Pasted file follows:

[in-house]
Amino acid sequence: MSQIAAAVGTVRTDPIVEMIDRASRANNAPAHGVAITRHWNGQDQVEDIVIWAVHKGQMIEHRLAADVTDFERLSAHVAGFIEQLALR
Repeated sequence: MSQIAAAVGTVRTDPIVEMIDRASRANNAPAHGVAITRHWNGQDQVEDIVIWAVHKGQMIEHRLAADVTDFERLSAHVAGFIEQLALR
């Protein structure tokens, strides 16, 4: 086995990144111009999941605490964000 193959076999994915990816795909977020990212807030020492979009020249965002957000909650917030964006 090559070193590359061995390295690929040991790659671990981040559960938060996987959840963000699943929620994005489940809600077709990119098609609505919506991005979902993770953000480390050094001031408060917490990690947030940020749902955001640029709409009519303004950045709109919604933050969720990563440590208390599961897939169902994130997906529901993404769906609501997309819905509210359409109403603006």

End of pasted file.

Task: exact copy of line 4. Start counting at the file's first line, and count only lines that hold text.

């Protein structure tokens, strides 16, 4: 086995990144111009999941605490964000 193959076999994915990816795909977020990212807030020492979009020249965002957000909650917030964006 090559070193590359061995390295690929040991790659671990981040559960938060996987959840963000699943929620994005489940809600077709990119098609609505919506991005979902993770953000480390050094001031408060917490990690947030940020749902955001640029709409009519303004950045709109919604933050969720990563440590208390599961897939169902994130997906529901993404769906609501997309819905509210359409109403603006």